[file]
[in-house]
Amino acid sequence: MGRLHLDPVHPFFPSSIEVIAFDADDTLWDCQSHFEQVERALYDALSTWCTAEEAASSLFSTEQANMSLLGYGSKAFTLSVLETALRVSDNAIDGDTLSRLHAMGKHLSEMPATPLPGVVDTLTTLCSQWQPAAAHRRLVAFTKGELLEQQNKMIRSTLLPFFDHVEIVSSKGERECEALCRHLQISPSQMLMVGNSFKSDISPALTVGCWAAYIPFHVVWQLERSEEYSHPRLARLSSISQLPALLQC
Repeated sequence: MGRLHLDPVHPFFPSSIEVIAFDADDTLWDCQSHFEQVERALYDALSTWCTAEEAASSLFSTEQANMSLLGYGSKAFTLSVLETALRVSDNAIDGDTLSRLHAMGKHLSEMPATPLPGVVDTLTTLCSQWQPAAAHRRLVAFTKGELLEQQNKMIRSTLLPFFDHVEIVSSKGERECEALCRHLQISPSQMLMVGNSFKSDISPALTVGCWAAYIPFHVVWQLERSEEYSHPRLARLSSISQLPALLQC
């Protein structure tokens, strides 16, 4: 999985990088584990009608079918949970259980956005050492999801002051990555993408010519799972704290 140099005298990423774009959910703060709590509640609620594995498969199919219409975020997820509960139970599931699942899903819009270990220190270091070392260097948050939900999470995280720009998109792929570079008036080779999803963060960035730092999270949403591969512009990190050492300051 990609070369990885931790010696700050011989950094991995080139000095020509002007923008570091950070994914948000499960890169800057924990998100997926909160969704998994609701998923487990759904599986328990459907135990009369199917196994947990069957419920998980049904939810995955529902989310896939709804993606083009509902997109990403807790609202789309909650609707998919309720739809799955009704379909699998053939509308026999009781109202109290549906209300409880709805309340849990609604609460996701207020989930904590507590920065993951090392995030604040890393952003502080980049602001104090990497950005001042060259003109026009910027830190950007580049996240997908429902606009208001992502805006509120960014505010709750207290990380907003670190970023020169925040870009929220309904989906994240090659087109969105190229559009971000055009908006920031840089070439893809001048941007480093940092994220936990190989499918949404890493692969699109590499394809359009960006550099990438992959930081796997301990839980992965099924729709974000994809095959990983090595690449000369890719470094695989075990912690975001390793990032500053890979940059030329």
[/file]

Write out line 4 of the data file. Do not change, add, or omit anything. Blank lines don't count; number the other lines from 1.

């Protein structure tokens, strides 16, 4: 999985990088584990009608079918949970259980956005050492999801002051990555993408010519799972704290 140099005298990423774009959910703060709590509640609620594995498969199919219409975020997820509960139970599931699942899903819009270990220190270091070392260097948050939900999470995280720009998109792929570079008036080779999803963060960035730092999270949403591969512009990190050492300051 990609070369990885931790010696700050011989950094991995080139000095020509002007923008570091950070994914948000499960890169800057924990998100997926909160969704998994609701998923487990759904599986328990459907135990009369199917196994947990069957419920998980049904939810995955529902989310896939709804993606083009509902997109990403807790609202789309909650609707998919309720739809799955009704379909699998053939509308026999009781109202109290549906209300409880709805309340849990609604609460996701207020989930904590507590920065993951090392995030604040890393952003502080980049602001104090990497950005001042060259003109026009910027830190950007580049996240997908429902606009208001992502805006509120960014505010709750207290990380907003670190970023020169925040870009929220309904989906994240090659087109969105190229559009971000055009908006920031840089070439893809001048941007480093940092994220936990190989499918949404890493692969699109590499394809359009960006550099990438992959930081796997301990839980992965099924729709974000994809095959990983090595690449000369890719470094695989075990912690975001390793990032500053890979940059030329």